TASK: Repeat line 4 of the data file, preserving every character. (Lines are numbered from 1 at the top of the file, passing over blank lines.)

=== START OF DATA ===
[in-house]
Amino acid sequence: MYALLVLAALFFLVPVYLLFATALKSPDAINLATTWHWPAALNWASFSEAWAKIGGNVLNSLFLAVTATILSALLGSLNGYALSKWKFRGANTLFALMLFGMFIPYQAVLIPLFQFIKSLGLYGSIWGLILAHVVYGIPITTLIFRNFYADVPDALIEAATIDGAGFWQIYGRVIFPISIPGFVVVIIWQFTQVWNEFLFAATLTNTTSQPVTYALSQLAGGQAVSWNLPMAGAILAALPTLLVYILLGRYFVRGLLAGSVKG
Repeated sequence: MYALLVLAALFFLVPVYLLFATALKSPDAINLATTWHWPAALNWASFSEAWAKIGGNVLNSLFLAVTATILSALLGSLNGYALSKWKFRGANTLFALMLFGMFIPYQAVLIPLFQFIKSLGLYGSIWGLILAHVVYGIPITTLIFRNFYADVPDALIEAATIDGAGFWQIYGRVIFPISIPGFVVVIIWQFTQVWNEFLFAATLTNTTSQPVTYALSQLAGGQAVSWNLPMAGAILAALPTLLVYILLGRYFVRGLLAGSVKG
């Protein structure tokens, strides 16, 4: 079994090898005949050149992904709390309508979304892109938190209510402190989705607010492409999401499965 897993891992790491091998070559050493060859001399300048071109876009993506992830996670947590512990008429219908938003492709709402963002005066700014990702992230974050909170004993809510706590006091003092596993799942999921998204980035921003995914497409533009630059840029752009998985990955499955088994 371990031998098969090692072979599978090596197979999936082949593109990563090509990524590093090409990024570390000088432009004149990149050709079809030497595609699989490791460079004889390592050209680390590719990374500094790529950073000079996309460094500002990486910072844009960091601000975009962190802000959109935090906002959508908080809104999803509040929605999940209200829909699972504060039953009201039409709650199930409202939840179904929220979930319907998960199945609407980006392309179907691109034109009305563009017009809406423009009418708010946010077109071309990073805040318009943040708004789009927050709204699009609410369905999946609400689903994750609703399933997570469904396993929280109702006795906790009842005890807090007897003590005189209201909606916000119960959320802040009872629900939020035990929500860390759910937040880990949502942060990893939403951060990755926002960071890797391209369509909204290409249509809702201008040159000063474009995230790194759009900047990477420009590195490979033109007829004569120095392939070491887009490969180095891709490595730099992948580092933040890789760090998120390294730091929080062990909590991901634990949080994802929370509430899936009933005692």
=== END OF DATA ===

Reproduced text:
């Protein structure tokens, strides 16, 4: 079994090898005949050149992904709390309508979304892109938190209510402190989705607010492409999401499965 897993891992790491091998070559050493060859001399300048071109876009993506992830996670947590512990008429219908938003492709709402963002005066700014990702992230974050909170004993809510706590006091003092596993799942999921998204980035921003995914497409533009630059840029752009998985990955499955088994 371990031998098969090692072979599978090596197979999936082949593109990563090509990524590093090409990024570390000088432009004149990149050709079809030497595609699989490791460079004889390592050209680390590719990374500094790529950073000079996309460094500002990486910072844009960091601000975009962190802000959109935090906002959508908080809104999803509040929605999940209200829909699972504060039953009201039409709650199930409202939840179904929220979930319907998960199945609407980006392309179907691109034109009305563009017009809406423009009418708010946010077109071309990073805040318009943040708004789009927050709204699009609410369905999946609400689903994750609703399933997570469904396993929280109702006795906790009842005890807090007897003590005189209201909606916000119960959320802040009872629900939020035990929500860390759910937040880990949502942060990893939403951060990755926002960071890797391209369509909204290409249509809702201008040159000063474009995230790194759009900047990477420009590195490979033109007829004569120095392939070491887009490969180095891709490595730099992948580092933040890789760090998120390294730091929080062990909590991901634990949080994802929370509430899936009933005692």